Does this trip start at 10:00?: You know I won’t show up until 10:23 at the earliest, right? And I’ll throw a hissy fit if things started without us.

I’m calling from my cell phone! We’re on our way! We’ll be there very soon!: We’re not coming.

I understand that this trip is for kids age 10 and up: But my four-year-old is very gifted, so I know you don’t mean him.

I see you’ve posted about this trip on Facebook or an email loop: I will learn your phone number and call you 17 times before the trip, asking you questions you already posted the answers to or spending twenty minutes explaining why we can’t make it.

Can I pay at the door?: I RSVP’d in the affirmative, and don’t want to shell out the money unless I actually feel like showing up.

My child’s really looking forward to this field trip!: I’m really looking forward to dropping my child off on a trip that was specifically described as requiring parental attendance!

I’m really looking forward to this field trip!: I’m really looking forward to going along on a trip that already has the maximum allowed chaperones! I’m going to ask the tour guide lots and lots of questions, and answer all the questions she asks the kids!

Yes, that’s my child: You mean the one climbing the tree? The indigenous, endangered-species tree? In the courtyard? Specifically, the courtyard outside the guided museum tour we’re taking? The courtyard I have my back to? Yes, that’s my child. Why do you ask?

My child has so much imagination: My child is going to talk through the entire tour, and when the guide asks if she can please get a word in edgewise, I’m going to glare at that soul-killing monster as if I’m hoping to set her on fire by the sheer force of my hatred.

Oh, are those the rules of conduct?: We follow our own rules. They’re in this book, which I got from the evil parallel Star Trek universe.

So we’re supposed to pack lunches for this field trip?: I’m either not going to bring any food at all, or I’m going to bring plenty and give it to my child whenever he asks, even if we’re surrounded by fragile, priceless art.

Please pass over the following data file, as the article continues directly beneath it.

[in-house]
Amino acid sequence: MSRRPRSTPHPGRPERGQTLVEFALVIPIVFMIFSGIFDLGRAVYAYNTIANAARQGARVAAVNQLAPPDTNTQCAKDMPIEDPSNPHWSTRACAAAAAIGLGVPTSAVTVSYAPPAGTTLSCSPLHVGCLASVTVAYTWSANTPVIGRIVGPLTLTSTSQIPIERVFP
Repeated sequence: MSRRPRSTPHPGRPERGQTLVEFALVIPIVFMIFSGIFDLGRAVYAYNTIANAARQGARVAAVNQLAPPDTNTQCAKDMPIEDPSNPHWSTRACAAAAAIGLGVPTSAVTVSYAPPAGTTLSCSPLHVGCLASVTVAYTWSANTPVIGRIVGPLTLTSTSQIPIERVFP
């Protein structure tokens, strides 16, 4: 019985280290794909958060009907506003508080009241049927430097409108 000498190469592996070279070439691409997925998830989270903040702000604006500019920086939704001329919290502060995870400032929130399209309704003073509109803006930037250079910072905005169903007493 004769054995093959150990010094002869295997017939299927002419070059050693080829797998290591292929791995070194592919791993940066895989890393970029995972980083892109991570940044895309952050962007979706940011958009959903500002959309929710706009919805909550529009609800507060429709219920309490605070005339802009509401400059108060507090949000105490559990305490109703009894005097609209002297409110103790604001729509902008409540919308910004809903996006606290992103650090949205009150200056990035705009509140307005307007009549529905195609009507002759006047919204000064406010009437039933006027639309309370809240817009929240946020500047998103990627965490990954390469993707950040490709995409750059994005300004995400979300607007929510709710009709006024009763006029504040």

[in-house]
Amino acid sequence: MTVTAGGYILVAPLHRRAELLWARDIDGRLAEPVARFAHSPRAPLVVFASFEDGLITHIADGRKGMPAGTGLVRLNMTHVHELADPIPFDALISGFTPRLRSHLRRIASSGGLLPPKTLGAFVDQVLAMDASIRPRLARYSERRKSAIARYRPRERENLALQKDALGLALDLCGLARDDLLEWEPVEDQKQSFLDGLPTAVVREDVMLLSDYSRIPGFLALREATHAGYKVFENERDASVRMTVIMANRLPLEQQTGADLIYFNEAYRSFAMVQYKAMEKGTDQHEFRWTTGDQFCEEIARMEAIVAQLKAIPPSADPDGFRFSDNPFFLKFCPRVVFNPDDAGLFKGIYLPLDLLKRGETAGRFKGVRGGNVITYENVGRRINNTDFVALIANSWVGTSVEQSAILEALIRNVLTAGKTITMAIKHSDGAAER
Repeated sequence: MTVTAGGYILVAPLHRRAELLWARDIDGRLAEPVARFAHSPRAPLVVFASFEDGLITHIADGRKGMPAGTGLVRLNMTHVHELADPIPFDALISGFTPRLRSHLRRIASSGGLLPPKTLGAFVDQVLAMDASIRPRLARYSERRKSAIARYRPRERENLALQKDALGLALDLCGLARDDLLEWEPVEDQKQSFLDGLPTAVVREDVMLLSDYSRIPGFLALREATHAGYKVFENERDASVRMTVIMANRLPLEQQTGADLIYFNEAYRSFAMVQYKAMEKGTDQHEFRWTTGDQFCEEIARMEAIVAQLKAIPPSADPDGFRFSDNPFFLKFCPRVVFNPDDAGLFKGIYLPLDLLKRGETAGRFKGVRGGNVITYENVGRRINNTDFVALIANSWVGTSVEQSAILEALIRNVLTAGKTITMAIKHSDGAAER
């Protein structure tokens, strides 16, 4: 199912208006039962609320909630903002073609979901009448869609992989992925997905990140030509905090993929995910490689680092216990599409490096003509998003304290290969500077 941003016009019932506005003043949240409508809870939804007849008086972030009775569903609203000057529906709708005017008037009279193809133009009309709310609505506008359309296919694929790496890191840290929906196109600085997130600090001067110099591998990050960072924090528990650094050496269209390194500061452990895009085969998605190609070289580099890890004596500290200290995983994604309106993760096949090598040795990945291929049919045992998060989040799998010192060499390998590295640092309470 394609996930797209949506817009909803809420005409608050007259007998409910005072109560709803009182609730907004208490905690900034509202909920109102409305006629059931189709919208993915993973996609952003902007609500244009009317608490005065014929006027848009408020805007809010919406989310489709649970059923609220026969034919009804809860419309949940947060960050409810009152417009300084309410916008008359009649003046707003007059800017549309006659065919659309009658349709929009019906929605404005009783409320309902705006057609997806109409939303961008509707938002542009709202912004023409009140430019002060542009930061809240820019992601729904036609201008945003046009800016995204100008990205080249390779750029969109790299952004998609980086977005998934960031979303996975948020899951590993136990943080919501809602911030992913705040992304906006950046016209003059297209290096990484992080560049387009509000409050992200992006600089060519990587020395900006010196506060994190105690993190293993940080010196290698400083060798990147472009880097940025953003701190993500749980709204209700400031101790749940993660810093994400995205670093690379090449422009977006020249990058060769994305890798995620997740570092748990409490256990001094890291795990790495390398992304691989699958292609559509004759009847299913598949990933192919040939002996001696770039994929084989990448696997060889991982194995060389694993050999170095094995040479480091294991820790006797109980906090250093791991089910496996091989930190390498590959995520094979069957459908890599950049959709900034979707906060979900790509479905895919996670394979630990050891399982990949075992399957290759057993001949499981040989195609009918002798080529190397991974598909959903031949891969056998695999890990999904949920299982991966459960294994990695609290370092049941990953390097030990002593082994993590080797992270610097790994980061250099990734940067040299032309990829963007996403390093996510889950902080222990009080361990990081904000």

I know outside food isn’t allowed on this trip: I’m bringing food.

I understand that this is a nut-free event: Peanuts aren’t nuts, are they?

I’m so glad you organized this trip!: And if you ever organize another one, I’m going to do all this again, and more!

Can’t we all just shut up, already?

Wednesday, August 1st, 2012

I go to my local homeschooling group gatherings so I can talk about something other than homeschooling.

I mean, yes, sure, we talk about homeschooling. I’m often hit up for tips on teaching various subjects, not because I’m an expert but because my kid is one of the oldest in the group so I’ve racked up some experience points. And I’m fine with that. It’s actually hard to shut me up about this one particular Latin book.

And often there are new people at the park days, and they want to hear about how the heck do we do this, already. Is it legal? Am I going to die? Will my kids be able to go to college? Or even learn to read?

The thing is, though, these are people who already have homeschooling as a basic premise, even if they haven’t started yet. They’re figuring out details, is all.

Which means, oddly enough, that when we all get together as a group, we have the luxury of not talking about homeschooling. We talk about books. Movies. Our careers. (Yes, many of us have outside-the-home jobs, or inside-the-home careers that actually pay money.) We can talk about all of these things knowing that if homeschooling comes up as a topic, it won’t be a big deal. We all get it. Moving on now.

I have plenty of friends who don’t homeschool, and we talk about stuff that isn’t homeschooling, too. Talking to civilian parents about homeschooling is always a wonderful experience, if the new definition of “wonderful” includes things like “awkward” and “guilt-inducing.” Because every single last one of them seems to feel the need to explain why they’re not homeschooling.

Dear Civilians: WE DON’T CARE. And if we do, WE’RE BAD.